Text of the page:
Huawei reveals ‘fastest smartphone in the world’

Updated 03 March 2013
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Huawei reveals ‘fastest smartphone in the world’

BARCELONA, Spain: Huawei, a Chinese company that recently became the world’s third-largest maker of smartphones, calls its new flagship product “the fastest smartphone in the world” and wants to use it to expand global awareness of its brand.
Parts of the presentation of the phone at a press conference Sunday in Barcelona, Spain, suggest that the company has some way to go in polishing its pitch for a global audience.
Richard Yu, head of Huawei’s consumer business group said the new phone can be programmed to display more than 100 different “themes,” or looks. This is important because “ladies like flowers, colorful things,” Yu said.
Yu also said Huawei is learning from Apple how to make Google’s Android software easier to use, a lawsuit-friendly utterance considering that Apple is on a global campaign to sue makers of Android phones for copying from the iPhone.
The new phone, the Ascend P2, will have a 4.7 inch screen. Yu said it will be available in the April to June time frame for about $525 without a contract. It’s the “fastest” because it supports faster download speeds than other phones. However, today’s wireless networks aren’t equipped to supply those speeds.
Huawei Technologies Ltd. was the world’s third largest seller of smartphones, after Samsung and Apple, in the fourth quarter of last year, according to research firm IDC. That’s despite selling very few phones in the US, where the big phone companies mostly ignore it. It has a much better position in Europe, where cellphone companies have embraced its network equipment, and France’s Orange is committed to selling the phone.
In the US, a congressional panel recommended in October that phone carriers avoid doing business with Huawei or its smaller Chinese rival, ZTE Corp., for fear that its network equipment could contain “back doors” that enable access to communications from outside. The Chinese government rejected the report as false and an effort to block Chinese companies from the US market.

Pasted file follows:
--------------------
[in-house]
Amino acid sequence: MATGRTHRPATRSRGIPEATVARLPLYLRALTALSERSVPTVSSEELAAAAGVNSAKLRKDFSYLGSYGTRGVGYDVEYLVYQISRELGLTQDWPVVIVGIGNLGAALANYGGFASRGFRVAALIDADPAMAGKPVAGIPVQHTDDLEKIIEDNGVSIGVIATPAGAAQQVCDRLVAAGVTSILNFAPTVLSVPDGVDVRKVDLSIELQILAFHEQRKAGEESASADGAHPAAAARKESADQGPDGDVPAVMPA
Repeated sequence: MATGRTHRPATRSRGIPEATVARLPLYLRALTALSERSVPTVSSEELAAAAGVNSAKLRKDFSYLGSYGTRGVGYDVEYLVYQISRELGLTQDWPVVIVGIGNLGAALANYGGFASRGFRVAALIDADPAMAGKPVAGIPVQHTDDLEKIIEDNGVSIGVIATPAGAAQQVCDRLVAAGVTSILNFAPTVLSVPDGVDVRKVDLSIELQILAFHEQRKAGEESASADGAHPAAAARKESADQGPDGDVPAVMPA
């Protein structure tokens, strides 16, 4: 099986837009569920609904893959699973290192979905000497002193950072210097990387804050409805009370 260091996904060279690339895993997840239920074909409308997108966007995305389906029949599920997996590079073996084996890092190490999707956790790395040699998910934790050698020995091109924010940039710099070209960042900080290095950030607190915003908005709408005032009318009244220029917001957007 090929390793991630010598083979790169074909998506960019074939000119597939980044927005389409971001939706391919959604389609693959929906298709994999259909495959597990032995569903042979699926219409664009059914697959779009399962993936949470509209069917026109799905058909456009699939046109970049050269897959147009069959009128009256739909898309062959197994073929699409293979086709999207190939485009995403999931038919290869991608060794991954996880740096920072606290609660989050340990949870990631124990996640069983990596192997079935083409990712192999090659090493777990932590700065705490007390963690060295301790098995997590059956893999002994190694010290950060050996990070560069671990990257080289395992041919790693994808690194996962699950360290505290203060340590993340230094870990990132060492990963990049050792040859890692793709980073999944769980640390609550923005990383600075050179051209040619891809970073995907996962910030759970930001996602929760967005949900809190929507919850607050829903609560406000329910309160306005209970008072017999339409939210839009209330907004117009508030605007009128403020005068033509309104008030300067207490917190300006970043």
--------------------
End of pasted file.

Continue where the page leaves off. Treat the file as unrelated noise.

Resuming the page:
Meanwhile, a report by a private US cybersecurity firm concluded recently that a special unit of China’s military is responsible for sustained cyberespionage against US companies and government agencies. China has denied involvement in the attacks in which massive amounts of data and corporate trade secrets, likely worth hundreds of millions of dollars, were stolen.
“It has not been an easy journey for us,” Huawei’s global brand director, Amy Lou, said Sunday of the company’s quest to become globally recognized and trusted. She called the company “a great consumer brand in the making.”
The world’s largest cellphone trade show, Mobile World Congress, opens Monday in Barcelona.


Japan to trial ‘world’s first urine test’ to spot cancer

Updated 17 April 2018
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Japan to trial ‘world’s first urine test’ to spot cancer

  • Previous research has shown a new blood test has potential to detect eight different kinds of tumors before they spread
  • The research starts in April and will run until September

TOKYO: A Japanese firm is poised to carry out what it hailed as the world’s first experiment to test for cancer using urine samples, which would greatly facilitate screening for the deadly disease.
Engineering and IT conglomerate Hitachi developed the basic technology to detect breast or colon cancer from urine samples two years ago.
It will now begin testing the method using some 250 urine samples, to see if samples at room temperature are suitable for analysis, Hitachi spokesman Chiharu Odaira told AFP.
“If this method is put to practical use, it will be a lot easier for people to get a cancer test, as there will be no need to go to a medical organization for a blood test,” he said.
It is also intended to be used to detect paediatric cancers.
“That will be especially beneficial in testing for small children” who are often afraid of needles, added Odaira.
Research published earlier this year demonstrated that a new blood test has shown promise toward detecting eight different kinds of tumors before they spread elsewhere in the body.
Usual diagnostic methods for breast cancer consist of a mammogram followed by a biopsy if a risk is detected.
For colon cancer, screening is generally conducted via a stool test and a colonoscopy for patients at high risk.
The Hitachi technology centers around detecting waste materials inside urine samples that act as a “biomarker” — a naturally occurring substance by which a particular disease can be identified, the company said in a statement.
The procedure aims to improve the early detection of cancer, saving lives and reducing the medical and social cost to the country, Odaira explained.
The experiment will start this month until through September in cooperation with Nagoya University in central Japan.
“We aim to put the technology in use in the 2020s, although this depends on various things such as getting approval from the authorities,” Odaira said.